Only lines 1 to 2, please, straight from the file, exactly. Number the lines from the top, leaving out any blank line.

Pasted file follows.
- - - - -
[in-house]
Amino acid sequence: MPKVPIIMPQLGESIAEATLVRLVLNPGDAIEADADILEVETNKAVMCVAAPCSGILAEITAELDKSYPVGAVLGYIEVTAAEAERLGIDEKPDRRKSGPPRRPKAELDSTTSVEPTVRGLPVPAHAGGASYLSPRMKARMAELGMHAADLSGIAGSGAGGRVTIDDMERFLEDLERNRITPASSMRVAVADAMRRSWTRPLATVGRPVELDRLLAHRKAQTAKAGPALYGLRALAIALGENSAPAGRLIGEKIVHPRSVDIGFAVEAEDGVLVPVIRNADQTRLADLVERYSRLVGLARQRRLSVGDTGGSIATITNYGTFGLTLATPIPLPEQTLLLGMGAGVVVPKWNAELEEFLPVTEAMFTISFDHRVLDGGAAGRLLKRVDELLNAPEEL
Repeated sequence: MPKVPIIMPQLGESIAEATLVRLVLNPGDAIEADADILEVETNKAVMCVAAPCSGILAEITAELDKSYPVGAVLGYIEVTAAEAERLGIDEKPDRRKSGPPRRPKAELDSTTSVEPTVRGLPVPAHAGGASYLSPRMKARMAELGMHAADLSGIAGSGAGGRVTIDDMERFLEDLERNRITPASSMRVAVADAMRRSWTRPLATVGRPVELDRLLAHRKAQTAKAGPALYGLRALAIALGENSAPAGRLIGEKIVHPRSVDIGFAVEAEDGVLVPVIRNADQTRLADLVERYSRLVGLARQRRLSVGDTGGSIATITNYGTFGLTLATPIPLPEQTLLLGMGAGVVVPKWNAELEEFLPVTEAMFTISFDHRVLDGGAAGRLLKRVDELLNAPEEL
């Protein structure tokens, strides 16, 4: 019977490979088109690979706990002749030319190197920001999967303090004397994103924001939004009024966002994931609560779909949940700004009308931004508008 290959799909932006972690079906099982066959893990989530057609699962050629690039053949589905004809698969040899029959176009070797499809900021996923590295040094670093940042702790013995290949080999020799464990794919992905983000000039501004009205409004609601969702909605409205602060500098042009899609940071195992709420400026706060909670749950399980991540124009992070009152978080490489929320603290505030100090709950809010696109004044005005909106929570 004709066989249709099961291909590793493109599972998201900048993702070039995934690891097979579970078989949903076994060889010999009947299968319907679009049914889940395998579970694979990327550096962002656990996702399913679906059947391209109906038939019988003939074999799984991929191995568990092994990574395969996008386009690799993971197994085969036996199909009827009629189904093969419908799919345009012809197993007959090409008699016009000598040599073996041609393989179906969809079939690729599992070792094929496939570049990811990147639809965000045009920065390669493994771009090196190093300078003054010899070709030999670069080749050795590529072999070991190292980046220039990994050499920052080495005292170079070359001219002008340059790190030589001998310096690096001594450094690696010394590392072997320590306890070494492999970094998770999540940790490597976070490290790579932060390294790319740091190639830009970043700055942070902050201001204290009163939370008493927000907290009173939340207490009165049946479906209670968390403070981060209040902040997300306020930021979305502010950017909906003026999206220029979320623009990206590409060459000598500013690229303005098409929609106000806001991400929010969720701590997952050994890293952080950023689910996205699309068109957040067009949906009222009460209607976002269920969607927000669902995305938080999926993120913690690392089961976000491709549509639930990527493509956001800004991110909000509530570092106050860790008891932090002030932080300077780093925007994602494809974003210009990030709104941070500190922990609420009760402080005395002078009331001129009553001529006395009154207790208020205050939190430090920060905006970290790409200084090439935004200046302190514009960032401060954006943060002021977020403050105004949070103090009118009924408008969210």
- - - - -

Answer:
[in-house]
Amino acid sequence: MPKVPIIMPQLGESIAEATLVRLVLNPGDAIEADADILEVETNKAVMCVAAPCSGILAEITAELDKSYPVGAVLGYIEVTAAEAERLGIDEKPDRRKSGPPRRPKAELDSTTSVEPTVRGLPVPAHAGGASYLSPRMKARMAELGMHAADLSGIAGSGAGGRVTIDDMERFLEDLERNRITPASSMRVAVADAMRRSWTRPLATVGRPVELDRLLAHRKAQTAKAGPALYGLRALAIALGENSAPAGRLIGEKIVHPRSVDIGFAVEAEDGVLVPVIRNADQTRLADLVERYSRLVGLARQRRLSVGDTGGSIATITNYGTFGLTLATPIPLPEQTLLLGMGAGVVVPKWNAELEEFLPVTEAMFTISFDHRVLDGGAAGRLLKRVDELLNAPEEL